Calavera has a lot of clay trails - not so good after a rain.
    Daley might be okay, but the last time I was there 4 weeks ago before this latest deluge, there was
    a lot of soggy, muddy trails and some trail closures.
    Elfin Forest was closed due to slides before this latest on slaught.
    Flightline - sniff, sniff - is succumbing to the bulldozers. It's usually okay to ride most of the trails, but most of the trails be gone.
    Hodges can be pretty soggy but should drain well - I'd give it a good week of zero precipitation. Hodges should also be a good ride to see how the lake has filled up - it was down 36 feet or so only a couple of months ago.
    Nate Harrison - is in an area that got about the most rain. It faces west so the sun should help dry it - if there's no more rain.
    Not so sure about the other places.

    I plan on being on my road bike for at least the next couple of weeks.

  19. #19
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    Ok, how are things west of the range

    How are the trails in Joshua Tree? I have the book Mountain Bike Southern Calif, and it leaves off a lot of trail that appear on websites. I am wondering about trails in the western part of SoCal. Any web sites with references? I will be staying around Oceanside, and I just want to get out and ride trails and am not adverse to driving a few hours to get to something dry and difficult.

    I was out last February, May and July without a bike and it was just great weather. What a difference a year can make.

    Rick

  20. #20
    Waiting to exhale.
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    Quote Originally Posted by badlander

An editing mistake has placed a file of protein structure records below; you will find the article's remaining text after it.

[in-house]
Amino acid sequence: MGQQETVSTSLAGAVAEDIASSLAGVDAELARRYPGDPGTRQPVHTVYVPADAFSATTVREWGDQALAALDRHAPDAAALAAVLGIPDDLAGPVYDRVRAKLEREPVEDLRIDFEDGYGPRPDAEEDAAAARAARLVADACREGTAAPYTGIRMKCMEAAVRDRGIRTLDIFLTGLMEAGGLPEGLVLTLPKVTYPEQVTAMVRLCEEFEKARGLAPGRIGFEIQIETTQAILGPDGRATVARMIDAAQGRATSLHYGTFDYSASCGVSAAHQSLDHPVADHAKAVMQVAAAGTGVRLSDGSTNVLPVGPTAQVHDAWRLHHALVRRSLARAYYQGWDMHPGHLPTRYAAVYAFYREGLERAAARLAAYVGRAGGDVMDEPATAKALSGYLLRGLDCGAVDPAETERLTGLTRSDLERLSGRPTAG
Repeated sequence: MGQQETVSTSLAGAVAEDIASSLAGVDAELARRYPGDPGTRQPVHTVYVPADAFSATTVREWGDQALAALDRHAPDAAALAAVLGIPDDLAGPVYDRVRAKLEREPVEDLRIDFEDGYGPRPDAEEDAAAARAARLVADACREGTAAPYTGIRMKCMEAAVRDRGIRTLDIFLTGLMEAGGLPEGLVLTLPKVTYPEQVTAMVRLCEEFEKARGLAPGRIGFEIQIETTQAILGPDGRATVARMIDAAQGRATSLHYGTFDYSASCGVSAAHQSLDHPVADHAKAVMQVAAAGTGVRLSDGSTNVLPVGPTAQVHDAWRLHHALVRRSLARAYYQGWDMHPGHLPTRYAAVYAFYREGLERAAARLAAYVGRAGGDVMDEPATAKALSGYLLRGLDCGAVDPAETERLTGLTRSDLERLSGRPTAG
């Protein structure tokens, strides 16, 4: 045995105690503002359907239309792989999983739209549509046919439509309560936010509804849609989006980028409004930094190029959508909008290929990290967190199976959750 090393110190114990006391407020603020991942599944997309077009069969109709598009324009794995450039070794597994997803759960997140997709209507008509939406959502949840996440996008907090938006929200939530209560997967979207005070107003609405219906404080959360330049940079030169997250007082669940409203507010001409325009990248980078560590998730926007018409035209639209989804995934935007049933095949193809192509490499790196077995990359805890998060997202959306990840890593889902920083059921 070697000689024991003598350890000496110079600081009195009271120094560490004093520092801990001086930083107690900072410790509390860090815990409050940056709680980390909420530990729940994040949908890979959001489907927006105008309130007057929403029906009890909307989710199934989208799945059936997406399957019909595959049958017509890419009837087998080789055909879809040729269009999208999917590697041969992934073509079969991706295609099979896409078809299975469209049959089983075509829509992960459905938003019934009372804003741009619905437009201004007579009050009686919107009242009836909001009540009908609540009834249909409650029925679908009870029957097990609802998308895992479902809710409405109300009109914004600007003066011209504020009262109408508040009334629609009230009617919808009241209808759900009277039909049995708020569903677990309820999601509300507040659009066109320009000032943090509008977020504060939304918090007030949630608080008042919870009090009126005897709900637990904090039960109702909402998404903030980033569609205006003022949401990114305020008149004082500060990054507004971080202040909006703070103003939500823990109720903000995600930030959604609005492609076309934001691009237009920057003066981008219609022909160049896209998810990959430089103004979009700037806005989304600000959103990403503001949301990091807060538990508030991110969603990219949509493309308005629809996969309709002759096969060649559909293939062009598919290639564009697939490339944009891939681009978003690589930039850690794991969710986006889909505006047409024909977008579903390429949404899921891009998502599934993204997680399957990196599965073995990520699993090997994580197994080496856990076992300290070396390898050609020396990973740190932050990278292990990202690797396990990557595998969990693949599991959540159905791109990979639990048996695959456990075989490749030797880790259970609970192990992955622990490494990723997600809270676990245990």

How are the trails in Joshua Tree? I have the book Mountain Bike Southern Calif, and it leaves off a lot of trail that appear on websites. I am wondering about trails in the western part of SoCal. Any web sites with references? I will be staying around Oceanside, and I just want to get out and ride trails and am not adverse to driving a few hours to get to something dry and difficult.

    I was out last February, May and July without a bike and it was just great weather. What a difference a year can make.

    Rick
    As far as the trails in the joshua tree federal park, they are wet and tacky, not mudddy or flooded. they are ridable without doing any damage. The park rangers gave me and a small group the O.K. to ride the trails IN the rain.

    like I said, I have a trail in joshua tree city (not the park) that no one knows about and its not in any maps or websites. Its mostly hard pack and rock, lots of rocks. 100% single track! lots o switch backs going up and down and overall very technical rocky terrain. come on out. I don't bite. you guys will dig this trail.
    Quite possibly the slowest single speeder on earth.
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  21. #21
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    2 hour drive for 12 miles of trail

    Quote Originally Posted by SMOKEY
    The trail I regularly ride is totally rideable. You guys who are jonesing for some trail time are invited to come out and ride. It is a new trail and has been designed to not get damaged in the rain. If you want pics look in the "fat guys with heavy bikes" thread in the turner forum. ZERO MUD! no sand! anyways PM me if you are interested in coming out. It is about a 2 hour drive form O.C. but everyone who has made the trip has said it was worth it. the trail is about 12 miles I guess....but it can be ridden in shorter or longer loops. Where else you gonna ride technical single track in these times? all are welcome.

    count me out.